Setting up Google Authorship linkages

Google is using rel=author and rel=publisher link attributes to link content to authors to provide improved search engine results.

The basic goal of this is to make rich search engine results, that includes an author head-shot, link to the authors profile, and other social network data about the author, mixed in with the search engine results. This move preferences the authors' Google+ profile however the protocol elements seem general enough that perhaps a profile on some other profile provider would work.

All of the following is now old and unsupported by Google, which you can verify by visiting ( ..

I think this implementation was a bad idea because it was too much connected to Google's services. Google was verging on being evil by dangling this hook of better search engine presentation (in Google) by preferencing Google's social network service, Google+.

To replace the Authorship program, Google is offering Rich Snippets and Structured Data. This is a huge step in the right direction. Why? It's because Google is preferencing the standard, openly defined, vendor neutral, Semantic Web. See: (

Official words from Google (now dead & unsupported)

Link your Google+ profile to the content you create - (

Structured Data Testing Tool - ( - Shows you the rich data Google can extract from a page.

Google Webmaster help rel=author page - ( - Says to set this up by, on each content page, linking to G+ profile using a rel=author attribute, then on the G+ Profile linking back to the site in the Contributor To section.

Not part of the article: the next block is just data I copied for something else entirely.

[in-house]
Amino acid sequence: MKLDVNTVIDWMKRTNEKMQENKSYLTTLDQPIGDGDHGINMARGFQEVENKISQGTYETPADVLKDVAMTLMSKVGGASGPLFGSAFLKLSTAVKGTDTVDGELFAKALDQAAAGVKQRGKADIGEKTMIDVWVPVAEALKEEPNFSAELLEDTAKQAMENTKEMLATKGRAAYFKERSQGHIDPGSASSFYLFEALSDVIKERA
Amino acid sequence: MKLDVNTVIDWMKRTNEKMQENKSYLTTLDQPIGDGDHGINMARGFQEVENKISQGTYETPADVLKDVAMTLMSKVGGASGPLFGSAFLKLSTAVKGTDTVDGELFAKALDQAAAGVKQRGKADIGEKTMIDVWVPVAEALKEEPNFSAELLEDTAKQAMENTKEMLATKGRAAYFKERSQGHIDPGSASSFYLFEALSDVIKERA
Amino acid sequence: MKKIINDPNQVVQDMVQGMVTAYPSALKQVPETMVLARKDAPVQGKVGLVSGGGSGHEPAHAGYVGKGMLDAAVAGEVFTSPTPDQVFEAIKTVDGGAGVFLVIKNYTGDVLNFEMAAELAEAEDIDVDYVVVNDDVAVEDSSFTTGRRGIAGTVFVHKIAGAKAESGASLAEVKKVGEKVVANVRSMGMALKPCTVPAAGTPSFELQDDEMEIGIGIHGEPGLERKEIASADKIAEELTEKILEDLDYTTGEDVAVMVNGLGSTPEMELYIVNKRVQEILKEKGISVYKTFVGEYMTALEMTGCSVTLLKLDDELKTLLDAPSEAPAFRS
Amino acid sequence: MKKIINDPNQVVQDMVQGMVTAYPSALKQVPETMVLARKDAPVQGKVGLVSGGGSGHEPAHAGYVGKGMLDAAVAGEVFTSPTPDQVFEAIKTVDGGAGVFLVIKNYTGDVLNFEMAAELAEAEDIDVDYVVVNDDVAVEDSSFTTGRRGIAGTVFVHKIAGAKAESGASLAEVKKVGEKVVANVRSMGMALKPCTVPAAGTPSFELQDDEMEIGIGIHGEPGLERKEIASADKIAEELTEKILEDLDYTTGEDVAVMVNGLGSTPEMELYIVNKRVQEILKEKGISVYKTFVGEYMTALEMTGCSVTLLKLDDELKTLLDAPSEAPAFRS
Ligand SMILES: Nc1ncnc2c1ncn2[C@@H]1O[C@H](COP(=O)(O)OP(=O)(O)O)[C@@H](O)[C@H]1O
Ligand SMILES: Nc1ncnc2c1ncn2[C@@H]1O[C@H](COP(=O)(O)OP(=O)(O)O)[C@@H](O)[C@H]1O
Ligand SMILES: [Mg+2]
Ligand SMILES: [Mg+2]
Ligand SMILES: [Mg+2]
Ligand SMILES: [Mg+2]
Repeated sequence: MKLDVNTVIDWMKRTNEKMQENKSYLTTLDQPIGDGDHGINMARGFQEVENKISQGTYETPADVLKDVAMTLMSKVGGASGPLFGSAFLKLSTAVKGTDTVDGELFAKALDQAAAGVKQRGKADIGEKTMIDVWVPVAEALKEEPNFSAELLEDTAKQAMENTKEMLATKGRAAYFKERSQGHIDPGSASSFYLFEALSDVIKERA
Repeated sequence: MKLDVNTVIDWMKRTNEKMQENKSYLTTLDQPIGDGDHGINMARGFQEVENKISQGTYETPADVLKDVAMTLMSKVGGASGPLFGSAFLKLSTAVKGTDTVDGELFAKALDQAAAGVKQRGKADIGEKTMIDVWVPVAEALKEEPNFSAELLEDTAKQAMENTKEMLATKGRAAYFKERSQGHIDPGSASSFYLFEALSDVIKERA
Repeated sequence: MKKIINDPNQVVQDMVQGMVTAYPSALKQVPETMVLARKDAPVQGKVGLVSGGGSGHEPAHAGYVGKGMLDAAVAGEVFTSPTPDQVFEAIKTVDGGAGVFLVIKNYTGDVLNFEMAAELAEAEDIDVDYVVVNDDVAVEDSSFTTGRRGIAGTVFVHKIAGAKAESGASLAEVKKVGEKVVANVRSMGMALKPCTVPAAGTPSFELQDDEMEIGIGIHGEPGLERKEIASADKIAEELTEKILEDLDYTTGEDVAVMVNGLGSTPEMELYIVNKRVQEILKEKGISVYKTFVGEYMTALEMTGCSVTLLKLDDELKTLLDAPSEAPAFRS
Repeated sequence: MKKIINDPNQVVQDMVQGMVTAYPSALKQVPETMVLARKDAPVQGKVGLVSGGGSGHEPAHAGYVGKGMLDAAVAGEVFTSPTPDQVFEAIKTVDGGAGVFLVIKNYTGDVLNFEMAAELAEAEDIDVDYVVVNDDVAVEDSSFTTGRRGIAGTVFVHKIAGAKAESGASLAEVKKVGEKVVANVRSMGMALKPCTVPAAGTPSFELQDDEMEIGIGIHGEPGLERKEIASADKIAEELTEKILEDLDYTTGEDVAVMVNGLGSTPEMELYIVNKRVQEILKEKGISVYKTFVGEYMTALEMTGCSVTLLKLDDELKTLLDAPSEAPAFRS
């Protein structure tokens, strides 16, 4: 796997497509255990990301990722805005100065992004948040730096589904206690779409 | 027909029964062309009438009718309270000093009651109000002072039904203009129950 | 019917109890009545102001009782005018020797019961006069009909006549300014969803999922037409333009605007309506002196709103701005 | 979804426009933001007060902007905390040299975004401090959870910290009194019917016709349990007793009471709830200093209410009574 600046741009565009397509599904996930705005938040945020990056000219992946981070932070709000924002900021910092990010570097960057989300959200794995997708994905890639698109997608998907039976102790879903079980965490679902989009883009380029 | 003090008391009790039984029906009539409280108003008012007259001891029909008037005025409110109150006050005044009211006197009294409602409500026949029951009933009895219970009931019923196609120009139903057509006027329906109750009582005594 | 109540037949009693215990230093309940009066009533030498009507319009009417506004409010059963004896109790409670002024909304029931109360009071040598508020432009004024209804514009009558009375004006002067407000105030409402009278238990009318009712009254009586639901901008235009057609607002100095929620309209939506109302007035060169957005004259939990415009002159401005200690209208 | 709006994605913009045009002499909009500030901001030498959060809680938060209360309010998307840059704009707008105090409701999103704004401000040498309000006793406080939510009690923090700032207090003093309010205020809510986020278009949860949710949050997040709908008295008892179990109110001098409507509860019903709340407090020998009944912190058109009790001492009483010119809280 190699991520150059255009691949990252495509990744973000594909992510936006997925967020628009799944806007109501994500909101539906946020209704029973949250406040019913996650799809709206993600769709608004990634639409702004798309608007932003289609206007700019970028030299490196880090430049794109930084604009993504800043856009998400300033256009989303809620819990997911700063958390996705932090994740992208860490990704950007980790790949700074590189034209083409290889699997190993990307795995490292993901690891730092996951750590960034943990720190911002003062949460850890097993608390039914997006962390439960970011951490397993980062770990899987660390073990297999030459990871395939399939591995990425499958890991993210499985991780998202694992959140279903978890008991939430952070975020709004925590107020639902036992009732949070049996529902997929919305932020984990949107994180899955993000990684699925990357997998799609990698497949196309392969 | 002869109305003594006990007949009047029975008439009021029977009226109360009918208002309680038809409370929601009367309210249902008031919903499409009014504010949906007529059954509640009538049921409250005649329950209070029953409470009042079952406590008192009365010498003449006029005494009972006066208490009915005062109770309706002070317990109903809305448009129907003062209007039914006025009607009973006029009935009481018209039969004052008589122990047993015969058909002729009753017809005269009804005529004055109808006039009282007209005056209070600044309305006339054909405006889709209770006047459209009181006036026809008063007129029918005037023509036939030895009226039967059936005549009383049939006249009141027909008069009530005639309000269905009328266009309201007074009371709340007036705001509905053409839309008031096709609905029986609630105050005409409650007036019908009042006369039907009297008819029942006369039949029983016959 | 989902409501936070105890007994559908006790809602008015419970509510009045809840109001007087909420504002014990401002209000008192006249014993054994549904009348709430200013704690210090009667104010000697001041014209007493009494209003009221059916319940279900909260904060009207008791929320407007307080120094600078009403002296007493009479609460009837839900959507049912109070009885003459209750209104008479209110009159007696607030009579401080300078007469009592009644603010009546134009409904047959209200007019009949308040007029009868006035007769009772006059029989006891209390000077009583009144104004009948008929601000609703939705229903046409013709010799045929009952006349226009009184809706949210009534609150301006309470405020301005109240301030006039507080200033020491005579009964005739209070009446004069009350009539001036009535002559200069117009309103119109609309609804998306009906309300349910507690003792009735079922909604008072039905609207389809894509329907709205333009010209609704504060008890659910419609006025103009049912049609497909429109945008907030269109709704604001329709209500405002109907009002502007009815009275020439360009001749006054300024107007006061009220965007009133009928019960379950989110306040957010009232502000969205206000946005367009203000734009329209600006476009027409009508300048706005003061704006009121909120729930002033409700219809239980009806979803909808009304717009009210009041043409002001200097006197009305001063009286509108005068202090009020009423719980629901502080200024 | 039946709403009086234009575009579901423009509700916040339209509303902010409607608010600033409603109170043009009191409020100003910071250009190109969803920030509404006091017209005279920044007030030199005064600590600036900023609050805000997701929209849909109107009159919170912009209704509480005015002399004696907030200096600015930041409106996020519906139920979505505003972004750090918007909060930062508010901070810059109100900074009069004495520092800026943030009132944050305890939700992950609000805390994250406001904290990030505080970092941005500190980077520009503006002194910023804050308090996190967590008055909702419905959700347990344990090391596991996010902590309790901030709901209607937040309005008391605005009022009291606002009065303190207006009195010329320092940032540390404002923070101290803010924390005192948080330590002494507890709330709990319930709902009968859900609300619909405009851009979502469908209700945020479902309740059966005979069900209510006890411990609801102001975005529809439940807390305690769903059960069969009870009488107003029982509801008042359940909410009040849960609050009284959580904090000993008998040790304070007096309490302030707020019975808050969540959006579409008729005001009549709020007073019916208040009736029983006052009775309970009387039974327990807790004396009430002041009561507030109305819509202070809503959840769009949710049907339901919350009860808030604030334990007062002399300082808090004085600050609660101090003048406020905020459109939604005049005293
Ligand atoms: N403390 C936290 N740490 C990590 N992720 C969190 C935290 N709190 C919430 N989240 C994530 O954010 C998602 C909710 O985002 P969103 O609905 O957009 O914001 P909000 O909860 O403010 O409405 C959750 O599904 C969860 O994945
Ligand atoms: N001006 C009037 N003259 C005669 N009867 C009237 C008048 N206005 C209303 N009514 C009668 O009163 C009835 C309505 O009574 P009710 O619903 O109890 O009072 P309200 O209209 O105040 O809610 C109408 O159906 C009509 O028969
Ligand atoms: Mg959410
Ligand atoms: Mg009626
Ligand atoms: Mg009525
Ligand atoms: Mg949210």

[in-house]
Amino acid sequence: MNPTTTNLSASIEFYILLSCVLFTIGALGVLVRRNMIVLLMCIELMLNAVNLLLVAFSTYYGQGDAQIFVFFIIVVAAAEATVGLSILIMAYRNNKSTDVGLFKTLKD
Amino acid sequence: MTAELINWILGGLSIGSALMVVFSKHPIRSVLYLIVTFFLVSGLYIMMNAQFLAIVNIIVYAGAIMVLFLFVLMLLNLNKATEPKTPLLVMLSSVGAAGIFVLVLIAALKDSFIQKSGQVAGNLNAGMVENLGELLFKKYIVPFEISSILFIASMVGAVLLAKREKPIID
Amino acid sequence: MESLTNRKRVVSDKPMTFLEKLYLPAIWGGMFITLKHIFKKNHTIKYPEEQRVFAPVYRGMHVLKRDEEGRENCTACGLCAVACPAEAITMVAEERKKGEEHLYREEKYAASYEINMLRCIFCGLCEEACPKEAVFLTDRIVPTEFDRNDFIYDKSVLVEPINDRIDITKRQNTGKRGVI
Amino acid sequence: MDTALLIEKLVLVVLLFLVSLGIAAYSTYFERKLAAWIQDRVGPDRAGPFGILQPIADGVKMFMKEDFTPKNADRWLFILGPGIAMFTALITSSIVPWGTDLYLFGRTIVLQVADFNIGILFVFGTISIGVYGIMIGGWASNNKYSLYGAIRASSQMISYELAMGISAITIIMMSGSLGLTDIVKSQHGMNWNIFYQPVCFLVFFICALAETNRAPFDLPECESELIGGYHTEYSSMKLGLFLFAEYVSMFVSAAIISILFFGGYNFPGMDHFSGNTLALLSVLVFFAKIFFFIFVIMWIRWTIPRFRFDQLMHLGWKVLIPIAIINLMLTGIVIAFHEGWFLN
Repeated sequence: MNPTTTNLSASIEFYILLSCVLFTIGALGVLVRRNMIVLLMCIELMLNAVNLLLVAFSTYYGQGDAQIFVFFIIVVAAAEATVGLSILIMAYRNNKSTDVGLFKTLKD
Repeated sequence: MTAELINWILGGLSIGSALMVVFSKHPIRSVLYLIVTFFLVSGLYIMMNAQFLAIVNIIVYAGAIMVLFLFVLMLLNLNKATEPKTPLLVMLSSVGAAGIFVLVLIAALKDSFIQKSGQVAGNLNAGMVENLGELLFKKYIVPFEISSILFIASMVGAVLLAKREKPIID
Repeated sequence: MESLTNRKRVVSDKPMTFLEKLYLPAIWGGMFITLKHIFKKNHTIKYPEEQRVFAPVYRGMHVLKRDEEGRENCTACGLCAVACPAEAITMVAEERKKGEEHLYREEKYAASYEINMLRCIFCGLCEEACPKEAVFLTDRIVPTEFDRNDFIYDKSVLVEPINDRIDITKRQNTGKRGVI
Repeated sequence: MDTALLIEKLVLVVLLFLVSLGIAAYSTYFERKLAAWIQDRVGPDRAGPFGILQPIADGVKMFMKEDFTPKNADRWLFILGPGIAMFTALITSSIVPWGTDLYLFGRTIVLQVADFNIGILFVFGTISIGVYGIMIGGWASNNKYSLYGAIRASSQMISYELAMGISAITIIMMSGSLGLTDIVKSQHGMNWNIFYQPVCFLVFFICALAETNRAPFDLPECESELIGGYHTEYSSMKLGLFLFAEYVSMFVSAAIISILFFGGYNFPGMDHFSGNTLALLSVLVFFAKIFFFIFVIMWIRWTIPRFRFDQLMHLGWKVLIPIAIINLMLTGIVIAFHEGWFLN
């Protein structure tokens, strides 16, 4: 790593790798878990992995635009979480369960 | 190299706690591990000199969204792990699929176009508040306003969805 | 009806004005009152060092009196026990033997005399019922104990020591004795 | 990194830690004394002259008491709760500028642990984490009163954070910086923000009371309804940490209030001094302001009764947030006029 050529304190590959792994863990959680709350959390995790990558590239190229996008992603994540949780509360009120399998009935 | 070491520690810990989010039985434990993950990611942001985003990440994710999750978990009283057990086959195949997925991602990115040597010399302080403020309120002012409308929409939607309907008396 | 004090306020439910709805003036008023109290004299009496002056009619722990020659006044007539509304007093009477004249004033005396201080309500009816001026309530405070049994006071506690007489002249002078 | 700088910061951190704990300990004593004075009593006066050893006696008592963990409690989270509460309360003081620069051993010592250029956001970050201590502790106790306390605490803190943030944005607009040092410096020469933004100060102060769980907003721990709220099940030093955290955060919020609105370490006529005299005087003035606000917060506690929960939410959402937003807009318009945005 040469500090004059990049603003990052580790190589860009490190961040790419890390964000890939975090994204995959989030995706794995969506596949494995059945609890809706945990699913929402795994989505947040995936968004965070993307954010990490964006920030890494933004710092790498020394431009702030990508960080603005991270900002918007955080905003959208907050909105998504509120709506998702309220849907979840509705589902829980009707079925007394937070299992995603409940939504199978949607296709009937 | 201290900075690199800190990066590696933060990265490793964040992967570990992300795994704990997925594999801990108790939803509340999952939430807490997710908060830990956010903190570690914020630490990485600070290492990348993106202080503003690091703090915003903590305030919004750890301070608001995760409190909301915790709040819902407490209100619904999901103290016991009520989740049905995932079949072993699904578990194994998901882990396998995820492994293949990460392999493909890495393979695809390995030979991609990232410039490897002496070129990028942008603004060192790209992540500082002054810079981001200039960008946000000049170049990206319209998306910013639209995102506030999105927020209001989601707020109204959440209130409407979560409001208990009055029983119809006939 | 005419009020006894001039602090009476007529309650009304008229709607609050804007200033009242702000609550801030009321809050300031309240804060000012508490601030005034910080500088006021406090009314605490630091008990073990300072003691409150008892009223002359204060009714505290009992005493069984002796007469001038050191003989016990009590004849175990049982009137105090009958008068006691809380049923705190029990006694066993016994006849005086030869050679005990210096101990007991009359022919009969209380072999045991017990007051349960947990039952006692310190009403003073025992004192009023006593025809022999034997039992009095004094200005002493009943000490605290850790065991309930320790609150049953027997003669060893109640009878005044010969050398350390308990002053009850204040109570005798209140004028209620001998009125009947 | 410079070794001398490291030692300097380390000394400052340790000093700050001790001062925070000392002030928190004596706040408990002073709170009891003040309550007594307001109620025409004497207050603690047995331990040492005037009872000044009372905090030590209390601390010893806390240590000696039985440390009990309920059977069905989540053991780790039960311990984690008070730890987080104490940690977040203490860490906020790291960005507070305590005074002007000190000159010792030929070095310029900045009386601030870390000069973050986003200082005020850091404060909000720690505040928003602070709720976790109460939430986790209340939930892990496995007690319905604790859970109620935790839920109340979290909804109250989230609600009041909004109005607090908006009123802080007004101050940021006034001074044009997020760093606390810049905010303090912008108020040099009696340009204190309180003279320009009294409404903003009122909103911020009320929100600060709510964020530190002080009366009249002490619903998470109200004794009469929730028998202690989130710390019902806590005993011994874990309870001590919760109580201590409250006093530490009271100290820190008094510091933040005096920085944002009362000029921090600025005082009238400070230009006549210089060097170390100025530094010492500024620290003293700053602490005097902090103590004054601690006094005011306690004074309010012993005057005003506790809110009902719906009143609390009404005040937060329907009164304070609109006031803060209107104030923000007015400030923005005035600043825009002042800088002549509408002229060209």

Additionally, Google has a Publisher program - ( - to link to the profile page for the Publisher of the Website. Basically, it's simple, just link to the G+ Profile Page for the website from the website, and then ensure the site profile links back to the website.

IMPLEMENTATION and 3rd party explanations of what to do (now dead and unsupported)

The official word from Google wasn't a complete set of instructions because some 3rd parties have worked out a second method of implementing Authorship. Namely, Google's official instructions say to link from each content page directly to your Google+ profile, and then in the G+ profile to link back to the site. There is a second method that can be used which is more flexible for site owners.

The three methods are

3-link method: This one is preferred for most circumstances, but is not the one Google recommends. This method relies on 3 purposely constructed links.

  1. Content page links to on-site author bio/profile page using rel="author" attribute; the link anchor text must include the author's name
  2. Author bio/profile page links to G+ Profile page using rel="me" attribute; using anchor text "Google+"
  3. G+ Profile page links to the site in the "Contributor To" section

Content pages:

<a href="/path/to/bio" rel="author">Author Name</a>

Bio/Profile page:

<a href="" rel="me">Google+</a>

2-link method: This is what Google tells us to do.

  1. Content page links to Google+ profile using rel="author" attribute
  2. G+ Profile page links to the site in the "Contributor To" section

Content pages:

<a href="" rel="author">Author Name on Google+</a>

Email Verification Method: This is limited to people who have e-mail addresses on the domain where the content appears.

To my eye the 3-link method is preferable. It gives more prominence to the author bio page controlled by the site, and for most sites this will be attractive.

The Definitive Guide To Google Authorship Markup - June 4, 2012 - ( and

Configure Authorship Markup for Google - (

Authorship markup and web search - August 2011 - (

rel="author" frequently asked (advanced) questions - August 2013 - (

How To Create Your Digital Footprint With Links - August 2011 - (

Push rel="author" through your head - June 2012 - (